“Recalling the Military in Peace Will be a Problem” Ahmednasir Predicts Headache for Incoming President

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Renowned City lawyer Ahmednasir Abdullahi has today pointed out a major inconvenience in waiting for the incoming head of state after Uhuru Kenyatta leaves government following the lapse of his second term by 2022.


The reputable legal mind signalized that drawing back the military who have been seconded for different nation-building activities to their rightful duties and military barracks will be a daunting task for the incoming government.

Nassir claimed that several undercover detectives have infiltrated major government offices and agencies and to call them back peacefully will be close to impossible.

Ahmednasir’s worry comes days after president Kenyatta defended his actions of involving the military in nation-building activities while on a development tour in Nyanza where he refuted militarising the country.

Uhuru’s turn to the military for his legacy projects over civilian officials began when he constituted the Nairobi metropolitan services under major general Mohammed Badi. Months later, the government approved the secondment of seven senior military officers to the agency for two years. A development that caused a lot of disquiet in government circles.

They were Brig-Gen Fredrick Leuria, who was deputy director of military intelligence at the Kenya Defence headquarters, Major JV Mbithi, Major AN Nyakundi, Major JK Njoroge, Lt Col JK Biomdo and Major AL Musoma.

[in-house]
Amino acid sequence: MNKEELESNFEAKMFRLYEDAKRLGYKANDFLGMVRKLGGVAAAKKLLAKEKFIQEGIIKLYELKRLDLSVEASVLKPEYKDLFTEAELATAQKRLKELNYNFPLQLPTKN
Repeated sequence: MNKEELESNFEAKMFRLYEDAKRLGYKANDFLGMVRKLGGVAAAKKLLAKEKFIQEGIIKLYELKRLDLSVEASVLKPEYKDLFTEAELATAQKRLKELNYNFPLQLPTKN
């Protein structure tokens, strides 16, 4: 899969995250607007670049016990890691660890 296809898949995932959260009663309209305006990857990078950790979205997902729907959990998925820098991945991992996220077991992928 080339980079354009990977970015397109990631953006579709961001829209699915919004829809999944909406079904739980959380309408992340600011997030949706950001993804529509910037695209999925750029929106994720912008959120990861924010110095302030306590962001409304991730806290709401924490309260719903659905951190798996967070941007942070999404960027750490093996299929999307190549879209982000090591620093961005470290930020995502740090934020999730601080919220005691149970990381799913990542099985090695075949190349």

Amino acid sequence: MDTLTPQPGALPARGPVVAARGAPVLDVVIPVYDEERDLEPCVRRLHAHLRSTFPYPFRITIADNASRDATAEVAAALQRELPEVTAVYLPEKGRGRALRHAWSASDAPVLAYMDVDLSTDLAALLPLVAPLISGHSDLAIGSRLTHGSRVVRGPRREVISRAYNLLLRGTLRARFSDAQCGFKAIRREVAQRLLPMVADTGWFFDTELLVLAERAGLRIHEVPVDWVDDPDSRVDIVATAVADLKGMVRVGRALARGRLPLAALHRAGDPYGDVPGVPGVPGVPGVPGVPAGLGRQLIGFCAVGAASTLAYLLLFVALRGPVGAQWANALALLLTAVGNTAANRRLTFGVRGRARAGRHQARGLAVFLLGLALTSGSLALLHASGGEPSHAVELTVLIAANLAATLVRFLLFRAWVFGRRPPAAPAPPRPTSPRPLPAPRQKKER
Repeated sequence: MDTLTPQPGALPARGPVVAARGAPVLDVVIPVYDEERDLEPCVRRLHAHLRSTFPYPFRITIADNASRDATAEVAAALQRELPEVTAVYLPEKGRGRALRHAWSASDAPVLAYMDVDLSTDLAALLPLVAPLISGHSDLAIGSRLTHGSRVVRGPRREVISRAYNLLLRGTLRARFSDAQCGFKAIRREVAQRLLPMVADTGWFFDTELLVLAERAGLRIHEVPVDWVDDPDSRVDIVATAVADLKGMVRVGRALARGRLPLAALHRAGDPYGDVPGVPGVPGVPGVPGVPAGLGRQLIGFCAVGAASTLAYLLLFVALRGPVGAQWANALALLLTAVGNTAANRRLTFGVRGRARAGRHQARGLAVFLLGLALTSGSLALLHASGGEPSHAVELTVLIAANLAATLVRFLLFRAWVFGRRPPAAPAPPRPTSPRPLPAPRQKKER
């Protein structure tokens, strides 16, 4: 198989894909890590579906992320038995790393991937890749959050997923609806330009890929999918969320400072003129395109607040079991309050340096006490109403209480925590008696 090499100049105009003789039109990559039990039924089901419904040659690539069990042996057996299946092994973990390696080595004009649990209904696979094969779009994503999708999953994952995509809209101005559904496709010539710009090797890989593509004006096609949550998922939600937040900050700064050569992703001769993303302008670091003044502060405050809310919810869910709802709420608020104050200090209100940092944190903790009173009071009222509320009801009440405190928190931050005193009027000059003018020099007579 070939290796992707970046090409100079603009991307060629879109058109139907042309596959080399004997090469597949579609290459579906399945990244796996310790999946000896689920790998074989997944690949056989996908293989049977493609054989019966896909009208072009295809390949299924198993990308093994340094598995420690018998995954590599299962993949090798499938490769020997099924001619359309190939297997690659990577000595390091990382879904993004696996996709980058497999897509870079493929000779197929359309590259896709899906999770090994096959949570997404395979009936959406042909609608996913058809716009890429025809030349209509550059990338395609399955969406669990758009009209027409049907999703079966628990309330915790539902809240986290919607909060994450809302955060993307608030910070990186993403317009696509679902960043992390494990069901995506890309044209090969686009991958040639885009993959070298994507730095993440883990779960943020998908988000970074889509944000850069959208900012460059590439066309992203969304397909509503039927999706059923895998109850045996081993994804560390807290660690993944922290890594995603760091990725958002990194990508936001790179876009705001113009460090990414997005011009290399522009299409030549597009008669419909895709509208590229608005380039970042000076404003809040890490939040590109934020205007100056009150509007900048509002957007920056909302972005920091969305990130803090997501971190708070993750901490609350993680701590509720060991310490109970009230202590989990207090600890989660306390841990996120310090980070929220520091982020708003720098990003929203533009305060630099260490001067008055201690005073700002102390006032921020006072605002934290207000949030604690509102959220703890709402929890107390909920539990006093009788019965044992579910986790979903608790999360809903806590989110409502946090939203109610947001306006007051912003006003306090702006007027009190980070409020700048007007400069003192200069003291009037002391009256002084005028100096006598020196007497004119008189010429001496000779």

Uhuru who has since credited the military for being disciplined and accountable has also involved them together with National youth Service cohorts in rebuilding the Thika Nanyuki metre-gauge railway by restoring the deteriorated embankment that is now operational.

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The refurbishment of the Kisumu port also had and input from the military where the Kenya Navy officials repaired the damaged lake Victoria cargo vessel MV Uhuru.

Another notable engagement by the military was the transfer of the Kenya meat Commission from the Ministry of agriculture to Defence. A transfer that the courts have since declared unconstitutional.

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Even as time runs out, Uhuru has publicly promised to continue engaging the military in profit-making activities and development projects although such operations have no constitutional barking.

It is as a result of such critical military deployments that Ahmednasir says the next government will have to go an extra mile to recall the men in uniform back to their respective barracks and perform their constitutional mandate of protecting the country against external aggression.

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